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Wednesday, September 17, 2008

More Than 300000 Haitian Children Are Hungry, Shelterless, Affected by Back to Back Hurricanes: Fay, Gustav, Hanna, and Ike

The United Nations Children's Fund (UNICEF) said today that 650,000 people – some 300,000 of them children – have been impacted by back-to-back hurricanes that have recently battered Haiti, warning that ruined infrastructure has impeded efforts to deliver relief to those in need.

Hurricanes Fay, Gustav and Hanna, which passed through the Caribbean nation in a three-week period, have forced thousands of people to flee to their rooftops. Key bridges have been destroyed and landslides have blocked roads, obstructing aid delivery.

With Haiti having witnessed violent riots in April due to the global food crisis, UNICEF said the current situation has been further exacerbated by possible social and political unrest.

Yesterday, urgently-needed supplies were sent to Gonaives, the hardest-hit city with 70,000 uprooted by the hurricanes, by helicopter and boat. UNICEF and the UN World Food Programme (WFP) have provided drinking water and food, and UNICEF is also providing tarpaulins for shelter, water purification tablets and sanitation materials.

“The initial push to provide aid to Gonaives is a start, but there is a great deal more to be done to help children and families that have been affected by the storms throughout the entire country,” says Nils Kastberg, UNICEF Regional Director for Latin America and the Caribbean.

UNICEF has made more than $1 million available to help hurricane victims, and a Flash Appeal from all UN agencies operating in Haiti will be launched in the coming days.

Neighbouring countries Cuba, the Dominican Republic and Jamaica have also been hit hard by the strong storms, and UNICEF is rushing assistance to those affected while assessing future needs.

“We are faced with a combination, once again, of severe natural disasters in a number of places which is stretching our resources,” Under-Secretary-General for Humanitarian Affairs John Holmes told reporters yesterday.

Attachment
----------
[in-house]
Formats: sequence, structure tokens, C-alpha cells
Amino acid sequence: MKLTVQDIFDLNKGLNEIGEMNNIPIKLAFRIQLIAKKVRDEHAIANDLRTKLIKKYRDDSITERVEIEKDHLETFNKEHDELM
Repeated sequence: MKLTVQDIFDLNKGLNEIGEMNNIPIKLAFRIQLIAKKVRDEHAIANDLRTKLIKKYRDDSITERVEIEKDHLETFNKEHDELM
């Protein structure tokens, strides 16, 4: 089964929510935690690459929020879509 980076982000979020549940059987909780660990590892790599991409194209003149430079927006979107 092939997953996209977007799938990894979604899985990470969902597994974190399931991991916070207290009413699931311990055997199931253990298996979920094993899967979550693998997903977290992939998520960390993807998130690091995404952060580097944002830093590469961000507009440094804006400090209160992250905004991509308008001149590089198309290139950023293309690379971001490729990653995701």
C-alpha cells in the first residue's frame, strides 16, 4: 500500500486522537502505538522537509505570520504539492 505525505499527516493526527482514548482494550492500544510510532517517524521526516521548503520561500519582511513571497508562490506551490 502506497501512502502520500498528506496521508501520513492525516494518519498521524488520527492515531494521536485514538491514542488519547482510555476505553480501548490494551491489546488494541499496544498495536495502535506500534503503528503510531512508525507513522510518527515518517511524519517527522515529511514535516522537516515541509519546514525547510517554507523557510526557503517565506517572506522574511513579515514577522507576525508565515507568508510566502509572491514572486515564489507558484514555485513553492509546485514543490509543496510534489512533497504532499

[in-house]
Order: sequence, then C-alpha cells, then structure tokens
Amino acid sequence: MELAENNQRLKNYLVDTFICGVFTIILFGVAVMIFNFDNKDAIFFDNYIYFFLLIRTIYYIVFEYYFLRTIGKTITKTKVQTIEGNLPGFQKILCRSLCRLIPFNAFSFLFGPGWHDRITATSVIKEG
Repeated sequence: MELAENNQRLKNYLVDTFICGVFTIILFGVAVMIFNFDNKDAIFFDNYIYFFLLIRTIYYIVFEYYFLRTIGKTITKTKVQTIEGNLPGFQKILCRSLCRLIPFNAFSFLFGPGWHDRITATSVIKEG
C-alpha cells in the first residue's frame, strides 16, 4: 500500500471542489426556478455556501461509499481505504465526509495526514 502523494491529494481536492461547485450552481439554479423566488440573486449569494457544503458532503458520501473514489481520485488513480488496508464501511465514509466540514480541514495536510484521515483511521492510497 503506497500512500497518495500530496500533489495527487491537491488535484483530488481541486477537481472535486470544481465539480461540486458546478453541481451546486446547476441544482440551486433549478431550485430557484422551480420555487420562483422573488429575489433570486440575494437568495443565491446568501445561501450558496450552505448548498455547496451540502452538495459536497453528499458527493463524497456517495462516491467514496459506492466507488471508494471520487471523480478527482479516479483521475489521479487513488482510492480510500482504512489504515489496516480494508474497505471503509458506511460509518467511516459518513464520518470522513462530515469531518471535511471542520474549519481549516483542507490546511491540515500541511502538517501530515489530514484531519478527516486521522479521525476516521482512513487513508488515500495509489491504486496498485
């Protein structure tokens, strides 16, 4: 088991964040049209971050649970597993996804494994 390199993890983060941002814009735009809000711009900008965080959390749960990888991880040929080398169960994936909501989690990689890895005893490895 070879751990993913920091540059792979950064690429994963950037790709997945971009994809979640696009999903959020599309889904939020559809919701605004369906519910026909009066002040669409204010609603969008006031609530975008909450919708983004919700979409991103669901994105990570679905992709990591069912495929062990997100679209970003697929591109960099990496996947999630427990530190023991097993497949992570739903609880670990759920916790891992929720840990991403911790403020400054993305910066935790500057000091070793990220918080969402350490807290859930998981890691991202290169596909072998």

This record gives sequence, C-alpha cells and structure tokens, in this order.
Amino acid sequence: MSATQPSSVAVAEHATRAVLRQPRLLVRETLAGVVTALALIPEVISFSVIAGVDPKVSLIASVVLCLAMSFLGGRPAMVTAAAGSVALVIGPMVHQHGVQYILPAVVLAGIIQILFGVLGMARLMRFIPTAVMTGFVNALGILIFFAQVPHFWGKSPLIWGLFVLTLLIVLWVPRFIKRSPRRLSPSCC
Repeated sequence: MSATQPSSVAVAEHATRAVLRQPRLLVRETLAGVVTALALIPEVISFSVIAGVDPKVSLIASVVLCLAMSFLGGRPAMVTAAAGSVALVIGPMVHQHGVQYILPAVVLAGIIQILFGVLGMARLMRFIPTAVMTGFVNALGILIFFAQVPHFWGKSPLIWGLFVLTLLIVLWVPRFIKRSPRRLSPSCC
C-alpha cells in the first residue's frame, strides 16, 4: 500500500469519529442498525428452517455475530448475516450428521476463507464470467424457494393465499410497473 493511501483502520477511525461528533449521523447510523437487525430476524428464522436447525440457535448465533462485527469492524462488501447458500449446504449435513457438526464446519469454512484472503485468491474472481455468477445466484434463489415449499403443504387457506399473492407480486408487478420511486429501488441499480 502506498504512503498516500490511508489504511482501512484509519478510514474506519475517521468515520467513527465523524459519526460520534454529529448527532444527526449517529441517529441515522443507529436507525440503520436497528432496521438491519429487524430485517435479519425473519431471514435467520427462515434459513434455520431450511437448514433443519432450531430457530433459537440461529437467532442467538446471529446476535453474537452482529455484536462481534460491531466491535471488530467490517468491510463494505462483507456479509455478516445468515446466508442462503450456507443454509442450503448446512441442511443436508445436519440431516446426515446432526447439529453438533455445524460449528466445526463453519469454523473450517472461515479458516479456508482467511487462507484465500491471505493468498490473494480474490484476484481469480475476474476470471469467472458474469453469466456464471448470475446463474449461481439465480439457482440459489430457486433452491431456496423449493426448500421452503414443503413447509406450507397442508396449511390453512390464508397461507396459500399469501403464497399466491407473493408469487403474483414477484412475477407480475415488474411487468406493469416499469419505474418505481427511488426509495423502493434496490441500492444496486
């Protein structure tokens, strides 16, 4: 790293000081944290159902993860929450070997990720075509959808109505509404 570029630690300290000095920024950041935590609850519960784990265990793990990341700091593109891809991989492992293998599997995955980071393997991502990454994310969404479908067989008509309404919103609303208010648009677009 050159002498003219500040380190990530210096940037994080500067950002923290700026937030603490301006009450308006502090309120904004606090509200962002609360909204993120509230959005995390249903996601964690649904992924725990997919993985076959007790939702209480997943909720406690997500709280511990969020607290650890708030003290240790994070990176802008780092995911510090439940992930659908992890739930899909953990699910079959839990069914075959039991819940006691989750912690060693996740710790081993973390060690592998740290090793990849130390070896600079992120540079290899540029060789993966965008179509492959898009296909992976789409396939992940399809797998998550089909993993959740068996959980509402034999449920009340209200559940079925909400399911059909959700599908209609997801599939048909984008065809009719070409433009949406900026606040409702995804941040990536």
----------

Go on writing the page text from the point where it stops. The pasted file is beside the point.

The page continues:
On 3 September, the UN Office for the Coordination of Humanitarian Affairs (OCHA) deployed a UN disaster and coordination team (UNDAC) to Haiti.

“This is very much the beginning of the operation and we're still trying to establish how bad it is and build up our capacity,” said Mr. Holmes, adding he was ready to assist with assistance from the UN Central Emergency Response Fund (CERF).

The world body's peacekeeping force in Haiti, known as MINUSTAH, is assisting in the aid efforts, including for evacuation and for the distribution of relief items.

“It was really, really difficult even for our troops to assist the population due to the level of the water,” MINUSTAH spokesperson Sophie Boutaud de la Combe told the UN News Centre.

“The situation in Gonaives is really critical and everyone is doing the best they can to support the national authorities,” she added.

So far, MINUSTAH troops have helped to evacuate more than 500 people to emergency shelters, Ms. Boutaud de la Combe said. In addition, hundreds of people have been treated by the Mission's doctors and its helicopters have been transporting food and other emergency relief supplies from the capital, Port-au-Prince, to Gonaives.

On the way back, the same helicopters have been transporting people who require urgent medical attention to the capital because the hospital in Gonaives is not able to treat them, she added.

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